Large spiral galaxies, such as the Milky Way, grew by absorbing smaller galaxies, a process known as galactic cannibalism, according to the most recent cosmological models. The tidal stellar streams that are observed around them, which are the remnants of these satellite galaxies, provide evidence for this. However, the full histories of the majority of these cases are difficult to study because these star flows are very faint, and only the remnants of the most recent mergers have been detected.
A study led by the Instituto de Astrofsica de Andalucia (IAA-CSIC) and involving the Instituto de Astrofsica de Canarias (IAC) made detailed observations of a large tidal flow around the Sombrero galaxy, whose strange morphology has yet to be definitively explained. The findings were published in the journal Monthly Notices of the Royal Astronomical Society today (MNRAS).
The Sombrero galaxy (Messier 104) is a thirty million light-year-apart galaxy that is part of the Local Supercluster (a group of galaxies that includes the Virgo cluster and the Local Group containing the Milky Way). It is roughly one-third the size of the Milky Way and exhibits characteristics of both of the Universe’s dominant types of galaxies, spirals, and ellipticals. It has spiral arms and a large bright central bulge, giving it the appearance of a hybrid of the two types.
Astronomers have made detailed observations of a large tidal flow around the Sombrero galaxy, whose strange morphology has still not been definitively explained.
“Our goal in obtaining these extremely detailed images of the Sombrero galaxy (Messier 104) was to look for remnants of its merger with a much larger galaxy. This possible collision was recently proposed based on Hubble Space Telescope studies of the stellar population of its strange halo “says David Martnez-Delgado, an IAA-CSIC researcher and first author of the paper describing the work.
Hubble observations in 2020 revealed that the halo, a large and faint region surrounding the Sombrero galaxy, contains many stars rich in metals, elements heavier than hydrogen and helium. This is a characteristic of new generations of stars, which are typically found in galaxies’ discs, and is quite unusual in galactic halos, which are populated by old stars. To explain their presence, astronomers proposed a scenario known as “a wet merger,” in which a large elliptical galaxy is rejuvenated by large amounts of gas and dust from another massive galaxy, resulting in the formation of the disc we now see.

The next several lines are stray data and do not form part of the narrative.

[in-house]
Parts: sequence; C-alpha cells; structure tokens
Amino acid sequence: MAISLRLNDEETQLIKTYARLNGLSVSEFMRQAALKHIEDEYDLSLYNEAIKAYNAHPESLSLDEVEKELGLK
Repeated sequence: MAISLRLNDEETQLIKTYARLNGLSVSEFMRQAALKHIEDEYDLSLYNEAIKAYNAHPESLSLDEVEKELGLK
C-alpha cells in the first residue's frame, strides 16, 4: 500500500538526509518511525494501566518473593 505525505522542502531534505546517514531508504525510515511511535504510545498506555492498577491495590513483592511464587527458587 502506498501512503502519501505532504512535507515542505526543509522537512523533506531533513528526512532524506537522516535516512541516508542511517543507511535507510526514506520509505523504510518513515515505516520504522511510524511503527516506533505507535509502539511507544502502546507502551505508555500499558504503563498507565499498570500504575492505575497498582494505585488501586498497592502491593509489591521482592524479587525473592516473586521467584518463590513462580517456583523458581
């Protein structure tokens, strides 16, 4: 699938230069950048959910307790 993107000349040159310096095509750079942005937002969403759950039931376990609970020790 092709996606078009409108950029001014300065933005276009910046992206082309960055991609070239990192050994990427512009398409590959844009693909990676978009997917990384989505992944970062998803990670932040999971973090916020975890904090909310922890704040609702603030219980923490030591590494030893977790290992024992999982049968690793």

“We haven’t found any evidence to support this hypothesis in our images, but we can’t rule out the possibility that it happened several thousand million years ago, and the debris has since dissipated – explains David Martnez-Delgado. In our search, we were able to trace the entire tidal stream that surrounds the disc of this galaxy for the first time, and our theoretical simulations allowed us to reconstruct its formation in the last three thousand million years, through cannibalism of a satellite dwarf galaxy.”
“In today’s Astrophysics, advanced image processing is required for observational techniques. Our modeling of the bright stars surrounding the Sombrero galaxy, as well as the galaxy’s halo light, has allowed us to reveal the nature of this tidal stream. It is remarkable that we have been able to conduct front-line science with a Messier object using only an 18 cm (diameter) telescope thanks to these advanced photometric techniques “explains Javier Román, a postdoctoral researcher at the IAC and study co-author.
The research team rejects the idea that the large stellar tidal stream, which has been known for more than three decades, is related to the event that caused the strange morphology of the Sombrero galaxy, which, if caused by a wet merger, would require the interaction of two galaxies with large masses.
The work was made possible by the collaboration of professional and amateur astronomers. “We worked with the Spanish astrophotographer Manuel Jiménez, who captured the images with an 18-centimeter-diameter robotic telescope, and the well-known Australian astrophotographer David Malin, who discovered the tidal stream on photographic plates taken in the 1990s. This collaboration demonstrates the ability of amateur telescopes to take deep images of nearby galaxies, which provide important clues about the process of their assembly, which is still ongoing at the present time “Martnez-Delgado concludes.